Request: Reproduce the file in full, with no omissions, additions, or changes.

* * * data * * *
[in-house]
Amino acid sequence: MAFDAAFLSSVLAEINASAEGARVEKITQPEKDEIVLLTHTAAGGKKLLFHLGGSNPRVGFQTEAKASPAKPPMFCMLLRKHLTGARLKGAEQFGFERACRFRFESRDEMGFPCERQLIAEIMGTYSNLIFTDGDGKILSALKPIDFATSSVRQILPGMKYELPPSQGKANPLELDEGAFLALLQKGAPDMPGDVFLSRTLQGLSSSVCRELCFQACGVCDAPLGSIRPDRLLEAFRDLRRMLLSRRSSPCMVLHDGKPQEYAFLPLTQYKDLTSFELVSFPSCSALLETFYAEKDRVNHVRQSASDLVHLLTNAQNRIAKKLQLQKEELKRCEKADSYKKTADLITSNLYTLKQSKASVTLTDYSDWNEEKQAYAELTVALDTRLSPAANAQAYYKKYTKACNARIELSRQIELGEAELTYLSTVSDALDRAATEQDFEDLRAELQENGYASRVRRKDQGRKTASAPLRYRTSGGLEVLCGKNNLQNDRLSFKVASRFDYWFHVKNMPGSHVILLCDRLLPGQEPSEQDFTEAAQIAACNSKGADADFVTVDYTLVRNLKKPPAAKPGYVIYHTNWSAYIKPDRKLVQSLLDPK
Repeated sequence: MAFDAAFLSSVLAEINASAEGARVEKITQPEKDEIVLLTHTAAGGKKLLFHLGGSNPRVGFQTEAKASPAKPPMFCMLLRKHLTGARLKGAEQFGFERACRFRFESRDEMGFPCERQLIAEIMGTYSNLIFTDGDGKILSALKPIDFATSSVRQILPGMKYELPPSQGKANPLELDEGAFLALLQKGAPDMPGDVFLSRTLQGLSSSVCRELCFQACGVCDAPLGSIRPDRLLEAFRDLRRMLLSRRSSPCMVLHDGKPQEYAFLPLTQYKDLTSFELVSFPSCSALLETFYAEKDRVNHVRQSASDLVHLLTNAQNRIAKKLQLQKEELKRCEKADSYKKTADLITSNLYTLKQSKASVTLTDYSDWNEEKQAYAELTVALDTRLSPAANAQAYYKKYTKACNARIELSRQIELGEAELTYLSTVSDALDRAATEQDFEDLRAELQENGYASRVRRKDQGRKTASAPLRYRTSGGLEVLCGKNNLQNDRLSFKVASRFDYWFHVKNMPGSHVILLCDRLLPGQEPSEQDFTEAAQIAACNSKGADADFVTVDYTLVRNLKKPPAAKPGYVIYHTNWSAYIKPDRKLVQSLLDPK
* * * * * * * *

[in-house]
Amino acid sequence: MAFDAAFLSSVLAEINASAEGARVEKITQPEKDEIVLLTHTAAGGKKLLFHLGGSNPRVGFQTEAKASPAKPPMFCMLLRKHLTGARLKGAEQFGFERACRFRFESRDEMGFPCERQLIAEIMGTYSNLIFTDGDGKILSALKPIDFATSSVRQILPGMKYELPPSQGKANPLELDEGAFLALLQKGAPDMPGDVFLSRTLQGLSSSVCRELCFQACGVCDAPLGSIRPDRLLEAFRDLRRMLLSRRSSPCMVLHDGKPQEYAFLPLTQYKDLTSFELVSFPSCSALLETFYAEKDRVNHVRQSASDLVHLLTNAQNRIAKKLQLQKEELKRCEKADSYKKTADLITSNLYTLKQSKASVTLTDYSDWNEEKQAYAELTVALDTRLSPAANAQAYYKKYTKACNARIELSRQIELGEAELTYLSTVSDALDRAATEQDFEDLRAELQENGYASRVRRKDQGRKTASAPLRYRTSGGLEVLCGKNNLQNDRLSFKVASRFDYWFHVKNMPGSHVILLCDRLLPGQEPSEQDFTEAAQIAACNSKGADADFVTVDYTLVRNLKKPPAAKPGYVIYHTNWSAYIKPDRKLVQSLLDPK
Repeated sequence: MAFDAAFLSSVLAEINASAEGARVEKITQPEKDEIVLLTHTAAGGKKLLFHLGGSNPRVGFQTEAKASPAKPPMFCMLLRKHLTGARLKGAEQFGFERACRFRFESRDEMGFPCERQLIAEIMGTYSNLIFTDGDGKILSALKPIDFATSSVRQILPGMKYELPPSQGKANPLELDEGAFLALLQKGAPDMPGDVFLSRTLQGLSSSVCRELCFQACGVCDAPLGSIRPDRLLEAFRDLRRMLLSRRSSPCMVLHDGKPQEYAFLPLTQYKDLTSFELVSFPSCSALLETFYAEKDRVNHVRQSASDLVHLLTNAQNRIAKKLQLQKEELKRCEKADSYKKTADLITSNLYTLKQSKASVTLTDYSDWNEEKQAYAELTVALDTRLSPAANAQAYYKKYTKACNARIELSRQIELGEAELTYLSTVSDALDRAATEQDFEDLRAELQENGYASRVRRKDQGRKTASAPLRYRTSGGLEVLCGKNNLQNDRLSFKVASRFDYWFHVKNMPGSHVILLCDRLLPGQEPSEQDFTEAAQIAACNSKGADADFVTVDYTLVRNLKKPPAAKPGYVIYHTNWSAYIKPDRKLVQSLLDPK